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on 21 November 2003
After following the Recluse saga and the Spellsong cycle, I was really looking forward to something new from Modesitt. I like his style, not the really exciting storylines from other authors, but precise prose that really gets the story across and gives a deep understanding of the characters. Alucius really is too good to be true, even for growing up in solitude. But this all explains his actions as a grownup captive, and shows him to be quite a strategic thinker. ( he fell in love pretty quick though!) I enjoyed this book as a change from the fast paced action and emotional upheavel that is normally fantasy. I certainly will look forward to the next book in the series.
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on 9 June 2004
As usual modessit produces a fairly credible world in which to set the story. The story (as is often the case with this author) revolves around a fairly 'special' individual with greater than average powers who has to come to terms with how these abilities deterimine his role in life.
This particular story has a martial feel with the main character becoming a soldier. The fact that various events occur during this story (I won't spoil the plot) means that we almost have several sub-stories within the main event.
On the whole fans of Modessit won't be dissapointed by this book.
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on 7 September 2003
Alucius is a herder of nightsheep in the Iron Valleys. He lives with his mother and grandfather who is also a herder. His father was killed during his compulsory enlistment in the Iron Valley's militia.
This sets the scene for a wonderful adventure. Herders are men and women apart in that they have Talent with a capital T. They need this special mind power to keep their flocks safe from sandwolves on the Quarosote plains. These creatures are deadly dangerous and swift, so herders have to be crack shots too. Alucius is VERY Talenented indeed, which as with all herders, he is at pains to hide. If it became known, the traders of the Iron Valley Council would stop at nothing to claim him for their use. He would never be free of them.
When it is time for his enlistment in the militia, he puts on his nightsilk underwear (bullet proof silks that are woven from the fleece of Nightsheep) takes his horse (Wildebeast) and his rifle, and walks into history.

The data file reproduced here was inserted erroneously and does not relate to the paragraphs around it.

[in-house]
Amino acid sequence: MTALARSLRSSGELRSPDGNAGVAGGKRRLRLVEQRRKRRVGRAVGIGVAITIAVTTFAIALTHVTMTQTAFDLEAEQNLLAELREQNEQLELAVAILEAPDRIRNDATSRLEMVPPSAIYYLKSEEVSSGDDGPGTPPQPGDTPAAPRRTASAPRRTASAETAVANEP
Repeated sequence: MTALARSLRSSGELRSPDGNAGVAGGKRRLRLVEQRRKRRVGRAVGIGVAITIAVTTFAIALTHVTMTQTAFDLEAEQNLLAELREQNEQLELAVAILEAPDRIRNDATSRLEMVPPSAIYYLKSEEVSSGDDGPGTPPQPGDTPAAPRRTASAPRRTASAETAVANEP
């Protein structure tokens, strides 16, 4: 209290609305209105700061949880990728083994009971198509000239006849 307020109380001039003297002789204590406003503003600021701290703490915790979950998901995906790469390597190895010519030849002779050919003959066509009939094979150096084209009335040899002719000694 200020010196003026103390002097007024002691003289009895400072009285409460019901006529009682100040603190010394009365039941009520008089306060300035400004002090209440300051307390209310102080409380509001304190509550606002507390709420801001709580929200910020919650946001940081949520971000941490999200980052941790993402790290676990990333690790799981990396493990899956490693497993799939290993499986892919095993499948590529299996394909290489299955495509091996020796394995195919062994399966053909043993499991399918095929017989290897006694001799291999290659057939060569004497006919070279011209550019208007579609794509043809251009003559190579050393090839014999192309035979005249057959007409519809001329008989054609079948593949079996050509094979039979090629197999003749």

The above is only a very sketchy description of the beginning of this excellent book. Alucius becomes first a scout, something his grandfather advised him to try for so that he could use his talent to protect himself without being obvious about it, then later after many battles, he becomes a squad leader, a prisoner, a Maitrite soldier forced to fight for his enemy, and finally a captain of escaped prisoners bent on returning to the Iron Valleys.
Wonderful book!
Mark E. Cooper
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on 28 October 2003
This book is the first book by L E Modesitt that I have read. A fan of fantasy novels any way and in search of a new author to occupy the time I stumbled across L E Modesitt.
I enjoyed this book enough to read it in almost one sitting. The main character, Alucius was a well written character and the problems he faced in this novel were believable and allowed the reader to sympathise with the character.
However, i felt the ending was a little weak and there were points in which i wanted to skip forward a few pages for the plot to progress a little quicker, but over all it is a good novel that has left me seeking out more of his books as well as eagerly anticipating the sequel to this novel.
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on 28 May 2007
The Corean Chronicles are wicked. Modesitt's characterization is so strong - the story is centralized on Alucius, an implied pinnacle of morality who, once at war, quickly develops a habit of killing without too much soul-searching. He's the ultimate Gemmell-esk Romantic type, who does what he has to do to get through, all-the while overcoming astounding odds to achieve the impossible...

Oh, and he can do magic too.
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on 28 February 2013
I really enjoyed the Corean series, and re-read it frequently. I like stories where the hero has difficulties as he goes along but does kick ass in general. It's easy reading, but it's lots of fun and highly enjoyable. I think Modesitt has got this one absolutely spot on!
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on 12 February 2009
I liked this book because it was quite different to what I usually read. It had excitement and action with lots of imaginative plot ideas. The grammar though was poorly written and the end is a bit of a let down.
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on 10 January 2016
Interesting start to a series . Good world building. Compares well with other series by this author .
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